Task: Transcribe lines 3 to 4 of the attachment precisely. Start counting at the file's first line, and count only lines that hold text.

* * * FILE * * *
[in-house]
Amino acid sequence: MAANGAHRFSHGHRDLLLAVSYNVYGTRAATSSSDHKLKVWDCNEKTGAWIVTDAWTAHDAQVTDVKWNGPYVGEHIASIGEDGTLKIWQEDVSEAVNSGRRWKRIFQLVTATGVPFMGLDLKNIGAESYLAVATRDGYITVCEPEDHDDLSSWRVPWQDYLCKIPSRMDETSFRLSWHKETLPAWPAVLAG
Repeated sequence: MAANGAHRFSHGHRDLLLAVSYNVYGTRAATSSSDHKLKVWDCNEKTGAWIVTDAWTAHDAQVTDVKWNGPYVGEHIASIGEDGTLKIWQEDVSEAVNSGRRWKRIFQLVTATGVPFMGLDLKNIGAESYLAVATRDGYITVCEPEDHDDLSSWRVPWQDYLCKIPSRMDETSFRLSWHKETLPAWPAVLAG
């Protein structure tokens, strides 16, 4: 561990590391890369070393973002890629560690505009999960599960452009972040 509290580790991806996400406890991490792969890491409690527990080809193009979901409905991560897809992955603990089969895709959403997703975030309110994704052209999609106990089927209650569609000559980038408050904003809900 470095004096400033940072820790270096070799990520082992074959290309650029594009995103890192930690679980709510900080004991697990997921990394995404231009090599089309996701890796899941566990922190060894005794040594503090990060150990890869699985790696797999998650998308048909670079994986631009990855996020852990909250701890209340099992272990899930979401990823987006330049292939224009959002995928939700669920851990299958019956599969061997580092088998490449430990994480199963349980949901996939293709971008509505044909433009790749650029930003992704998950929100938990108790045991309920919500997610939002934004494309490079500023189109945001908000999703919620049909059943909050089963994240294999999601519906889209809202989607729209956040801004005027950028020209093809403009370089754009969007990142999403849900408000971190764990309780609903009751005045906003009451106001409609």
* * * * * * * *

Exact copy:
Repeated sequence: MAANGAHRFSHGHRDLLLAVSYNVYGTRAATSSSDHKLKVWDCNEKTGAWIVTDAWTAHDAQVTDVKWNGPYVGEHIASIGEDGTLKIWQEDVSEAVNSGRRWKRIFQLVTATGVPFMGLDLKNIGAESYLAVATRDGYITVCEPEDHDDLSSWRVPWQDYLCKIPSRMDETSFRLSWHKETLPAWPAVLAG
């Protein structure tokens, strides 16, 4: 561990590391890369070393973002890629560690505009999960599960452009972040 509290580790991806996400406890991490792969890491409690527990080809193009979901409905991560897809992955603990089969895709959403997703975030309110994704052209999609106990089927209650569609000559980038408050904003809900 470095004096400033940072820790270096070799990520082992074959290309650029594009995103890192930690679980709510900080004991697990997921990394995404231009090599089309996701890796899941566990922190060894005794040594503090990060150990890869699985790696797999998650998308048909670079994986631009990855996020852990909250701890209340099992272990899930979401990823987006330049292939224009959002995928939700669920851990299958019956599969061997580092088998490449430990994480199963349980949901996939293709971008509505044909433009790749650029930003992704998950929100938990108790045991309920919500997610939002934004494309490079500023189109945001908000999703919620049909059943909050089963994240294999999601519906889209809202989607729209956040801004005027950028020209093809403009370089754009969007990142999403849900408000971190764990309780609903009751005045906003009451106001409609």